The first reading is from Chapter Two of the Bible. It is useful for demonstrating the way the Bible became a written document. Between 587 and 530 B.C. the population of Jerusalem were captives in Babylon, and while there they were able to join the Babylonians in their national festival.
That festival was called the Enuma Elish, and for two weeks even the captive Jews took off work to take part in the Babylonian creation myth. It began with people dressed in blue and green who acted out a ravaging flood between the Tigris and Euphrates. What caught the attention of the Jews was that through pantomiming of the myth that priests kept reading aloud from their written account of the myth.
Now, up to then the Jews hadn’t done any writing, but what the Babylonians were doing gave them the idea of putting their far superior creation stories into writing. For that they called in the priests and the court story tellers who had kept an oral Bible alive for centuries.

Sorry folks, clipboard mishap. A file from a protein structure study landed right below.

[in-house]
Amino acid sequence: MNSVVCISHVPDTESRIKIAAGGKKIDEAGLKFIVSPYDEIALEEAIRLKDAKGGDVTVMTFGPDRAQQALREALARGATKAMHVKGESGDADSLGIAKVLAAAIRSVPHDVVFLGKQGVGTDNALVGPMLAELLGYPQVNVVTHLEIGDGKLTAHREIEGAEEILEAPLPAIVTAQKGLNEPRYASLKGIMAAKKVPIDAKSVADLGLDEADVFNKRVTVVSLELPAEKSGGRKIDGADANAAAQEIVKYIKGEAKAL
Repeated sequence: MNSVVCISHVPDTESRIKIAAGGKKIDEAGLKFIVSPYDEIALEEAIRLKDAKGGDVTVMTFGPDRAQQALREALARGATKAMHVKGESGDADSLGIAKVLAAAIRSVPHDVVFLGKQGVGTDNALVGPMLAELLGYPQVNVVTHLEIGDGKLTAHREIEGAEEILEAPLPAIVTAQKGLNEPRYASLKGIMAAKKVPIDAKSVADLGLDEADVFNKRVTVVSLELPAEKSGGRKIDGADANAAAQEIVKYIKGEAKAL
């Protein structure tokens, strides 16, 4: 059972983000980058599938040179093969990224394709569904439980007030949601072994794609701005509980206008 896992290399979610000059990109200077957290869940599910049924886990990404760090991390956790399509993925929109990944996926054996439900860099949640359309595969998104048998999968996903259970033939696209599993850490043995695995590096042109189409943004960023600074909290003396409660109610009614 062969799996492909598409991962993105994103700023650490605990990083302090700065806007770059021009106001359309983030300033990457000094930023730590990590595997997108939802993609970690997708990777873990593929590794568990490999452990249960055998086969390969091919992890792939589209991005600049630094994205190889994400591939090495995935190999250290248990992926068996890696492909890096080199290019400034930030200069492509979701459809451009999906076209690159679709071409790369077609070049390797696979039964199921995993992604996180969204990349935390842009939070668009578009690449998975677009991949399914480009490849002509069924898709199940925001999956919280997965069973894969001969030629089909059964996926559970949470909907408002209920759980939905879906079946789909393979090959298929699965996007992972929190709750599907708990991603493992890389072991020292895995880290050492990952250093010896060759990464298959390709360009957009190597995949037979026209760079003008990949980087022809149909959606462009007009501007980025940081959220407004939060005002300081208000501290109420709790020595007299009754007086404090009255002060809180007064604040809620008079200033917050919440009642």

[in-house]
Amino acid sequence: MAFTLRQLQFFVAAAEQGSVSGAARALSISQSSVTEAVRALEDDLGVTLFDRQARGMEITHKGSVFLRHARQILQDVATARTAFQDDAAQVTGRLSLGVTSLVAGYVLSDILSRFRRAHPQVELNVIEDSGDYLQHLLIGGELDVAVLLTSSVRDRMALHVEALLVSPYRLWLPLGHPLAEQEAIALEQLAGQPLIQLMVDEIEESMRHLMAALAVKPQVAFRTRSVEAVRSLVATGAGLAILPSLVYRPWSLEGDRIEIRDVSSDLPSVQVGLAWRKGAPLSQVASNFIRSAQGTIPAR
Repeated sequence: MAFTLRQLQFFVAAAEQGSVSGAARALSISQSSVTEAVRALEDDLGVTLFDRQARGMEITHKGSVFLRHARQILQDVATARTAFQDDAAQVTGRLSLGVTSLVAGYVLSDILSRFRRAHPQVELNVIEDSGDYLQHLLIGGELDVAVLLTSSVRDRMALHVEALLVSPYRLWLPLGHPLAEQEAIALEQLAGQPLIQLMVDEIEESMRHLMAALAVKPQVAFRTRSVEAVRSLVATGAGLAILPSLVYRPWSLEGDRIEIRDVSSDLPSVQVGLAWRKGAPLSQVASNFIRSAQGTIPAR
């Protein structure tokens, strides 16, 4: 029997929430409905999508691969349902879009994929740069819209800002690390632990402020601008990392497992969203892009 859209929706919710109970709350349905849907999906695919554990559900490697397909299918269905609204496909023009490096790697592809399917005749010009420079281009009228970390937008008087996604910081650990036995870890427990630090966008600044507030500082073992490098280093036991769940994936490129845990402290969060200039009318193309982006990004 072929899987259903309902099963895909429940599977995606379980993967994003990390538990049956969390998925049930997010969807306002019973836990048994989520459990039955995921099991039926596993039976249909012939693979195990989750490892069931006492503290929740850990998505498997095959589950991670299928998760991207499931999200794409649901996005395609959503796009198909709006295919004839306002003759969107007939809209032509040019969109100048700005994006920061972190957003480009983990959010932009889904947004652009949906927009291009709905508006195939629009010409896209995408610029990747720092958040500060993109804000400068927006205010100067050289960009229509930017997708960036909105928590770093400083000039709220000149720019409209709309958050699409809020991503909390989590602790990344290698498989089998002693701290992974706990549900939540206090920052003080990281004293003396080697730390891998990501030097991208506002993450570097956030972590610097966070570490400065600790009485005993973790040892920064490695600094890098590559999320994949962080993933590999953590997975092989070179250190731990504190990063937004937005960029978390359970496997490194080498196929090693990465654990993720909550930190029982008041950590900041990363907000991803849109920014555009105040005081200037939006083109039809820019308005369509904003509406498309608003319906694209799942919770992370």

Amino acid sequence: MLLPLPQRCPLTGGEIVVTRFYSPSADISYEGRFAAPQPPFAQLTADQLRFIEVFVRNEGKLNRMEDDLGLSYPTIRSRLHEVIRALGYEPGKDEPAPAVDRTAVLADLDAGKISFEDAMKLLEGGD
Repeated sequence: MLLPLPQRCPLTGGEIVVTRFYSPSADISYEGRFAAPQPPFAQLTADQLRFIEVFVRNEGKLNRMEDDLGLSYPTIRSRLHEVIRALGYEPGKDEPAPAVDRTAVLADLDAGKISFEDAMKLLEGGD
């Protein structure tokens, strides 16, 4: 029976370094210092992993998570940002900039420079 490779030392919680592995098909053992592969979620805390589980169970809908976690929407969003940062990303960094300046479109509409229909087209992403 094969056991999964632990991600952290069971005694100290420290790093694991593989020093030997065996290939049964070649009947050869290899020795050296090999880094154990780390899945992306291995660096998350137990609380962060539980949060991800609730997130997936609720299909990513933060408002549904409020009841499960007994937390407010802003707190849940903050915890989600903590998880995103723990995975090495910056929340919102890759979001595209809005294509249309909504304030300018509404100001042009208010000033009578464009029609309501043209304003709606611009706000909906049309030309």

Today’s account of the creation of the woman was one that the story tellers used with little children. Now, the children knew that their names were chosen by the parents they belonged to, so they saw that by letting the man name the animals God was saying that the animals belonged to humans..
Next came the part that the children loved. God brought the animals one by one before the man to see which one he wanted to marry. “How about this monkey?” and the man said, “No, no no.” So, “What about the giraffe? Great for necking.”
“No, no no.”
The idea in going with the rib was that the word for rib and the word for life were practically the same. The best part of the story is what the man said when he saw the first woman. He shouted “This one. This one!”